“The liberal federal policy favoring arbitration agreements . . . is at bottom a policy guaranteeing the enforcement of private contractual arrangements.”[19] When considering a motion to compel arbitration, the Court must first “determine whether the parties agreed to arbitrate that dispute.”[20] If they have, the Court must then determine whether the arbitration clause is valid. It may be unenforceable on grounds that would permit the revocation of any contract, such as fraud or unconscionability.[21]There may also be legal constraints precluding arbitration, such as a clear congressional intention that a certain claim be heard in a judicial forum.[22] “[A]s a matter of federal law, any doubts concerning the scope of arbitrable issues should be resolved in favor of arbitration, whether the problem at hand is the construction of the contract language itself or an allegation of waiver, delay, or a like defense to arbitrability.”[23] If the moving party establishes the necessary elements, “the FAA requires a court to either stay or dismiss a lawsuit and to compel arbitration.”

         III. Discussion

         A. Mediation

         First, the Defendant argues that the Plaintiffs' claims should be dismissed because mediation was a condition precedent to the filing of a lawsuit.[24] The Defendant contends that the parties agreed to make a good faith attempt to mediate before filing a lawsuit, and that the Plaintiffs did not satisfy this condition precedent because they never requested mediation. The Franchise Agreement, under a heading titled “INFORMAL DISPUTE RESOLUTION/MEDIATION, provides:

If a dispute arises between Coverall and Franchisee and if the dispute is not resolved or settled, Coverall and Franchisee agree that prior to filing any proceeding, whether in arbitration or (if permissible) in court, they will attempt, in good faith, to settle the dispute by non-binding mediation administered pursuant to the Commercial Mediation Rules of the American Arbitration Association, or as otherwise agreed upon in writing by the parties. The mediation shall take place in the Area in which Franchisee conducts its business, and shall be administered by a neutral mediator agreed upon by the parties. In the event Coverall and Franchisee are unable to agree upon a mediator within 15 days of the date on which either party requests mediation of a matter, the mediator shall be designated by the American Arbitration Association. The costs of the mediation shall be shared equally by the parties unless otherwise agreed in writing.[25]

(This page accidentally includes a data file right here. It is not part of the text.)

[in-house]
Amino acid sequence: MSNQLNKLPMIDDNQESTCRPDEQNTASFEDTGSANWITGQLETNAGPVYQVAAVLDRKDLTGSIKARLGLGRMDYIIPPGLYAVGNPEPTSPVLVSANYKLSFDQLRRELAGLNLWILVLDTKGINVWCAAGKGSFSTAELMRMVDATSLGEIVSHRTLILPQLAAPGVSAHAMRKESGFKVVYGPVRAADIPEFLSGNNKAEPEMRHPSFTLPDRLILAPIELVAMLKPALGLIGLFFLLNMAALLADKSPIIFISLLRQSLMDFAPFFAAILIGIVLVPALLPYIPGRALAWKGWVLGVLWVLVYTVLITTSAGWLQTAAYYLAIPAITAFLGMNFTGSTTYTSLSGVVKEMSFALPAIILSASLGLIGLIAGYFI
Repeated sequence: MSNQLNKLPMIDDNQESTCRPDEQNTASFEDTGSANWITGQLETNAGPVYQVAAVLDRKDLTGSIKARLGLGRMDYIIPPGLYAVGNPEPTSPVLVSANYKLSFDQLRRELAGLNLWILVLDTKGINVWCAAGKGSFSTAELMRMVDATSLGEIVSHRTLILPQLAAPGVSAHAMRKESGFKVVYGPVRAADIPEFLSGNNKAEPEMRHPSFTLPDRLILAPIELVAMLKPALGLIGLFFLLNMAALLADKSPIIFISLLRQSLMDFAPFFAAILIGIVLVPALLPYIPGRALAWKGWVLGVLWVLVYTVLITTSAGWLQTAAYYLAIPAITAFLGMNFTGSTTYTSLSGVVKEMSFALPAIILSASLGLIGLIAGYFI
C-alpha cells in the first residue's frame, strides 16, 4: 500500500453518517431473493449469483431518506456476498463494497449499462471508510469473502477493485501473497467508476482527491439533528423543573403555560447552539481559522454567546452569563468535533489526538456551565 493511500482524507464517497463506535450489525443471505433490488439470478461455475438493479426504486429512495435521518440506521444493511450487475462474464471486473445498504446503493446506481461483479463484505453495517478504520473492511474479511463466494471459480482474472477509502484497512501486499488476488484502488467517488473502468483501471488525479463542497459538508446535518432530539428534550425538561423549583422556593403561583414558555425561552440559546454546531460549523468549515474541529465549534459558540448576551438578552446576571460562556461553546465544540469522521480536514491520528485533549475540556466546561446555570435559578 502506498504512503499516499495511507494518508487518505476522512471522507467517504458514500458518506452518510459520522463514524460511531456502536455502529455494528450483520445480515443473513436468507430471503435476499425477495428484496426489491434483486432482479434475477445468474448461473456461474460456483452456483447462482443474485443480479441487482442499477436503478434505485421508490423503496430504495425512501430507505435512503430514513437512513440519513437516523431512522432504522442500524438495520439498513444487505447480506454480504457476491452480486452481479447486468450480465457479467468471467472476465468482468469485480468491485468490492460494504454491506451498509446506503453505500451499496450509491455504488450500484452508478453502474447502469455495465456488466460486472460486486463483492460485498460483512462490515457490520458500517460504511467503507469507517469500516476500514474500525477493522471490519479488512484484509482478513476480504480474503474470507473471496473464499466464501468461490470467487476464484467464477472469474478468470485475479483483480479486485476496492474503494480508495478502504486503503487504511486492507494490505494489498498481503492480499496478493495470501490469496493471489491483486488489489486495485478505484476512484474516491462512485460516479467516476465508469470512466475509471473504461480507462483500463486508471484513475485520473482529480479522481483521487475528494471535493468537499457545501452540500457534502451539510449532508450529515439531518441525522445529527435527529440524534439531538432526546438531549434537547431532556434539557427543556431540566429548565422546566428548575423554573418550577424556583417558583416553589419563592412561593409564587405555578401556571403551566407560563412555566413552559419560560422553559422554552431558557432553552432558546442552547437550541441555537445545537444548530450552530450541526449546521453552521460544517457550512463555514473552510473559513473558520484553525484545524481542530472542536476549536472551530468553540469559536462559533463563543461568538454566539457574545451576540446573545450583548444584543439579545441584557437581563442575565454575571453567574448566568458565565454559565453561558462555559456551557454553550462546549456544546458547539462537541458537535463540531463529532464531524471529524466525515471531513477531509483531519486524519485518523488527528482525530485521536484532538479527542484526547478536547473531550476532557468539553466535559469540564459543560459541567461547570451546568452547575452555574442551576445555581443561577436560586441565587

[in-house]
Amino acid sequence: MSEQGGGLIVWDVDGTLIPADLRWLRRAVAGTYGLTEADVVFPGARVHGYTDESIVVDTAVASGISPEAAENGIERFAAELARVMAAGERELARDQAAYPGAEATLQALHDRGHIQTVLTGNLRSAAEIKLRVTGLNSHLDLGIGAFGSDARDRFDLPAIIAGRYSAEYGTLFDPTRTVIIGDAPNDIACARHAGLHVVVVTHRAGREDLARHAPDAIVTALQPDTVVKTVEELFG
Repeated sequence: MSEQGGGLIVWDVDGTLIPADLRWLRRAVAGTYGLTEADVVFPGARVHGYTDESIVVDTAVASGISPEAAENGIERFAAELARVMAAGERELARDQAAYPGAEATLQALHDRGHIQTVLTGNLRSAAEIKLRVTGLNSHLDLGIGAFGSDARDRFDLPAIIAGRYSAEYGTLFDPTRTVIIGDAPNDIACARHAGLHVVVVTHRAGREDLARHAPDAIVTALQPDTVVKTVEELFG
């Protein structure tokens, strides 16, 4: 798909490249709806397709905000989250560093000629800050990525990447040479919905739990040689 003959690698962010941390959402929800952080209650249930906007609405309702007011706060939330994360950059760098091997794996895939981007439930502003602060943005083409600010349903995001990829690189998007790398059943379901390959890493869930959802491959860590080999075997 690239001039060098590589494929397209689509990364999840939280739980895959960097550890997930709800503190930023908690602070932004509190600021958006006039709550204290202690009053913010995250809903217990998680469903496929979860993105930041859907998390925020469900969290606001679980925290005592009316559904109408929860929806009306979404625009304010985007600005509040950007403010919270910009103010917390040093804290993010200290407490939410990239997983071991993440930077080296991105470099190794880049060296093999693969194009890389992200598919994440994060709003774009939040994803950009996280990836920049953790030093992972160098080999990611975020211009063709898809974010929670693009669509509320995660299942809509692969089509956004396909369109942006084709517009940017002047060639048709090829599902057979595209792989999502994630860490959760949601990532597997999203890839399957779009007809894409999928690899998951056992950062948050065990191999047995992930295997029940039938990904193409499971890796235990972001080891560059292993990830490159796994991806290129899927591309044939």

Thus, under the Franchise Agreement, mediation is a condition precedent to either party's ability to file a lawsuit or commence arbitration.[26]

         The parties do not dispute that this provision is valid and enforceable under Georgia law. Instead, they dispute whether the Plaintiffs requested mediation.[27] Based upon the evidence offered by the parties, the Court finds that the Plaintiffs did not make a good faith request for mediation, and consequently have not satisfied the condition precedent to filing a lawsuit. The Plaintiffs provide evidence of e-mails Mr. Richardson sent to the Defendant asking for mediation.[28] However, evidence provided by the Defendant fills in gaps in the e-mail chains that the Plaintiffs provided. When these e-mails are put into context by the Defendant's evidence, it becomes obvious that Mr. Richardson was not requesting mediation for the issues in dispute in this lawsuit.

         This evidence shows that Mr. Richardson communicated with the Defendant concerning the Defendant's failure to provide the guaranteed business it had promised to provide, and about refinancing the debt on the loans that the Plaintiffs owed the Defendant.[29] The parties attempted to informally resolve these two specific issues: Mr. Richardson's concerns about the guaranteed business, and money owed on the notes. This is further supported by the settlement agreement the Defendant proposed to Mr. Richardson, which addressed refinancing the promissory notes and providing money for business owed.[30] Mr. Richardson's requests for mediation did not address the issues in dispute in this lawsuit. These e-mail communications did not touch upon any FLSA allegations, fraud allegations, or allegations that the loans violated state law. And, although the lack of promised business is mentioned in the Complaint, it is only a peripheral issue in the instant lawsuit. Therefore, the Court finds that the Plaintiffs did not make a good faith attempt to mediate the disputes at issue in this lawsuit.